• SBS has taken its viewers deep inside the world of the celebrity chef in the most ambitious of TV shows
As far as cooking shows go, they rarely are as ambitious as Inside Heston’s World. The show follows celebrity chef Heston Blumenthal shutting down The Fat Duck, his world-renowned restaurant in England, and moving it across the globe to Melbourne.
As if that wasn’t enough, SBS also added a virtual reality component to the shoot.
“Our online team absolutely jumped on this as a great project to roll out VR,” explained SBS head of commissioned content Alison Sharman. “That was planned from the very early stages and you can imagine because we filmed the VR at the Fat Duck in Bray, it was quite a logistical feat, negotiating things 10,000 miles away. That was very much something that our team was inspired to do. What was fantastic was Team Heston was on-board and it fitted in with their vision.”
Launching a local series featuring Blumenthal was a very strong fit for SBS. Previous shows featuring the chef have been very well received on the channel, with food a core focus for SBS. The network has embraced the popularity of cooking shows and has used them to meet its multiculturalism charter objectives.
The opportunity to chronicle Blumenthal’s move from Bray, England, to his temporary home in Melbourne, Australia, came at a fortuitous moment. Due to his popularity on SBS, the network’s team opened up a dialogue with his team about what it was planning for the future. It was then that SBS discovered that Blumenthal was planning to shift his operations.
“It was just before the time they’d announced they were closing it. I said that would be fascinating. It felt like an opportunity to see Heston in a different light, an opportunity to get behind the scenes of this incredible, iconic institution and look at it from a different perspective, the business perspective – all those things that I don’t think viewers necessarily get to see,” revealed Sharman.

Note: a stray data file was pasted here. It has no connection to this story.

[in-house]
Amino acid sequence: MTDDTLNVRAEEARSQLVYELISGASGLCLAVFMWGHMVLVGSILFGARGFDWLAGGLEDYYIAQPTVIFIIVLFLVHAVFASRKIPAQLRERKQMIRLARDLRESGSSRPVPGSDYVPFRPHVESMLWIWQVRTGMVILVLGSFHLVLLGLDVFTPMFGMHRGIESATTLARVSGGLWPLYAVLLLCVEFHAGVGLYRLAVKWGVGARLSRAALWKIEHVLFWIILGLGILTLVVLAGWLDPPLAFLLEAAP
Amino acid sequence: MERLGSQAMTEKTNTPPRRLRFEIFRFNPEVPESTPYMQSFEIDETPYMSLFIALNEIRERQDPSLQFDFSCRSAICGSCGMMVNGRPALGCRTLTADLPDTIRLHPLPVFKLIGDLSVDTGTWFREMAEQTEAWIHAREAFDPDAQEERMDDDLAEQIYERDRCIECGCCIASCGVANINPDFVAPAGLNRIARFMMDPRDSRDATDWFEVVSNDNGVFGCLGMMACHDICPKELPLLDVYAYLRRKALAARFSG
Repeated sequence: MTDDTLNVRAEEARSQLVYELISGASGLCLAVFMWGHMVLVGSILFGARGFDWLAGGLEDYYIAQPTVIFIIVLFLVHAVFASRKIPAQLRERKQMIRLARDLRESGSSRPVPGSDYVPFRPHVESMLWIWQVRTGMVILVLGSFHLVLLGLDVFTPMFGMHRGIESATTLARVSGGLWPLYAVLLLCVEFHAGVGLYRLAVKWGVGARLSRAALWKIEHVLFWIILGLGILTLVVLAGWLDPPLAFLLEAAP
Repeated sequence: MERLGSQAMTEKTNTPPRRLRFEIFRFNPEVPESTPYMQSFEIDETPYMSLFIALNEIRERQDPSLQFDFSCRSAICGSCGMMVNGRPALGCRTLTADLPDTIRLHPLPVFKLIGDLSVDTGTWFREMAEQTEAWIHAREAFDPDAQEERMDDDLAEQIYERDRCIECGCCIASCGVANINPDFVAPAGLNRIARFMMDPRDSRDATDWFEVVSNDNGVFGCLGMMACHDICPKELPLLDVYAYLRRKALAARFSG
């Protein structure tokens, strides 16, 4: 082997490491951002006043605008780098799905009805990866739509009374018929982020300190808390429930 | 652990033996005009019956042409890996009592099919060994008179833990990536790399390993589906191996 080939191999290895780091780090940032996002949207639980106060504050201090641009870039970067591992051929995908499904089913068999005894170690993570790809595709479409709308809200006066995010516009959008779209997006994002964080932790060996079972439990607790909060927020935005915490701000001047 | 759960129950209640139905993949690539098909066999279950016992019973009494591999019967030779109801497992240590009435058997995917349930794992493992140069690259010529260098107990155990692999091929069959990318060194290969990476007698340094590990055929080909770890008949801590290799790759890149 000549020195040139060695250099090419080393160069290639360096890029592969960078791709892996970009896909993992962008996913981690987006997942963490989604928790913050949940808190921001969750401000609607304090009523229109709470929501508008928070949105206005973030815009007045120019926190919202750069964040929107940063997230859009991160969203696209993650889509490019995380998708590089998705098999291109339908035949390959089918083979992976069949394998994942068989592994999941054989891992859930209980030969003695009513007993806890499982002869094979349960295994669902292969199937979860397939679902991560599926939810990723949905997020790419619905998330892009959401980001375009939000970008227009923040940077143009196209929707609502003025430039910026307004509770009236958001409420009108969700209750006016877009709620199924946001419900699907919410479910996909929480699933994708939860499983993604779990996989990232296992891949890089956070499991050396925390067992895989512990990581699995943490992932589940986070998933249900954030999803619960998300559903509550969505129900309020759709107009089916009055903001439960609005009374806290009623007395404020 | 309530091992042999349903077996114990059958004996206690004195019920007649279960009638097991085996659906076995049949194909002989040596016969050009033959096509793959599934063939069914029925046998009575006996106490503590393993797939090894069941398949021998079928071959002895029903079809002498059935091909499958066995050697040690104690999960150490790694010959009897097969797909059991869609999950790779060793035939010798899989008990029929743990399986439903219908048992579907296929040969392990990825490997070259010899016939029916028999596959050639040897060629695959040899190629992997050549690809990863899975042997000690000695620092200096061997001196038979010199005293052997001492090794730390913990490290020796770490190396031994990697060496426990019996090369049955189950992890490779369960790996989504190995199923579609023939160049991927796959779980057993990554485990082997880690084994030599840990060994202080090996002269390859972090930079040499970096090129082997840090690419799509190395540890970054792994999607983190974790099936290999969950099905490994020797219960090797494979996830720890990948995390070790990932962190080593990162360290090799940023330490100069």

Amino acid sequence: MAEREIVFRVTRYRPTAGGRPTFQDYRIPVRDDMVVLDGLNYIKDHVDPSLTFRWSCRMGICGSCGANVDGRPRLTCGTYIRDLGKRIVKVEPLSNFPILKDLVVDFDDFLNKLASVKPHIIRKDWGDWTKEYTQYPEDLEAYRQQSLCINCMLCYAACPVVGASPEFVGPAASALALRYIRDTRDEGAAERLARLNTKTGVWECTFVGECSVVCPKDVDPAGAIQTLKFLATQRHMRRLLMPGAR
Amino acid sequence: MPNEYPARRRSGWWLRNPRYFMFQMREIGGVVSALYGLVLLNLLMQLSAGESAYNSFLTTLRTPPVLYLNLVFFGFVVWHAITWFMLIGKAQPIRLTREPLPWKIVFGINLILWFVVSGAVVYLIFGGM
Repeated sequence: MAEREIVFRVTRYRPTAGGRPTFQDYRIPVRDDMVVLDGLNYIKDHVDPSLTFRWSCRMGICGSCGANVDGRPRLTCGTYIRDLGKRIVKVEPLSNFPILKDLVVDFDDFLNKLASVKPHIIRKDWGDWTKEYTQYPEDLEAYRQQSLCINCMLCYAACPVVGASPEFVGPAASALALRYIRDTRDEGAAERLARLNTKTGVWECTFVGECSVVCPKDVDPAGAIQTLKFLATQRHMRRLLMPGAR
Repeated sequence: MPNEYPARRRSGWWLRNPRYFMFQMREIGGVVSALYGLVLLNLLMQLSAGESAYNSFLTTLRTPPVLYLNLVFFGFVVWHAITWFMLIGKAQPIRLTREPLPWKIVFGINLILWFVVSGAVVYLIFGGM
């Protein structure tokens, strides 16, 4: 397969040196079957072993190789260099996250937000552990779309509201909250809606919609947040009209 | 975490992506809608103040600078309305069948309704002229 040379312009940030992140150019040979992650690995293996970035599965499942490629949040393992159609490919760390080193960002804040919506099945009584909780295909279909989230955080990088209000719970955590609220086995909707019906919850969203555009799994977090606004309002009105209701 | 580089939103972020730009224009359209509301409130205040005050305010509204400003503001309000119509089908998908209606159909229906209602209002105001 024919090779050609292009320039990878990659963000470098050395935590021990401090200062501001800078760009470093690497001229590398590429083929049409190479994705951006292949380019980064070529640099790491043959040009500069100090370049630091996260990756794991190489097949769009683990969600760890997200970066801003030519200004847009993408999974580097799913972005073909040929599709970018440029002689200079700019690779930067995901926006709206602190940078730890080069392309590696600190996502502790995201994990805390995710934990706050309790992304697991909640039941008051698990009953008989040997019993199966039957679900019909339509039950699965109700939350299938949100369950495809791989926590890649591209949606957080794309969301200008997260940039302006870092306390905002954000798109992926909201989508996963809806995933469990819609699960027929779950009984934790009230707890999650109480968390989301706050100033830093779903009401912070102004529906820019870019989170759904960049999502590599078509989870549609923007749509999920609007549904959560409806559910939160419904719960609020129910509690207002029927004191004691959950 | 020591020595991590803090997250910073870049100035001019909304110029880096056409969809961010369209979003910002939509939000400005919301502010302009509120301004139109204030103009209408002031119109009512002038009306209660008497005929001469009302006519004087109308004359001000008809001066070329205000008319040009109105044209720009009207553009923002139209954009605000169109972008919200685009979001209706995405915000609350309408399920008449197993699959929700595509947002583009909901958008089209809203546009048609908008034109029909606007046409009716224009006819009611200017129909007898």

“What I hoped to bring to this, and what I feel the team has done, is give the viewer an insight into a world. It often feels like a world that you may never have the opportunity to be part of or to go to. Lots of our audience who may want to go there are not going to eat at The Fat Duck. What you want to give them is that kind of experience.
“This is absolutely pure documentary and you’re going to show the truth of what it’s like – there were no snails, or the plates didn’t arrive. Often, with pure documentary, sometimes it’s the very small things that are the most interesting,” she said.
Due to the length of the six-month shoot, combined with the intimacy of the production, the crew filming the show was very small as they shot with handheld cameras.
“It was quite a long process. The best creative processes happen with the longest gestation periods. I’m a great believer in content, which is about create, curate, and connect. I think in terms of the PR, the marketing, the online. This has been absolutely a 360-degree project,” explained Sharman.
The series is one of the final shows to be launched by Sharman for SBS, with the executive departing SBS at the end of April to return to the UK. Her departure sparked an executive reorganisation at SBS, with Sue Masters and John Godfrey heading up new scripted and non-scripted departments.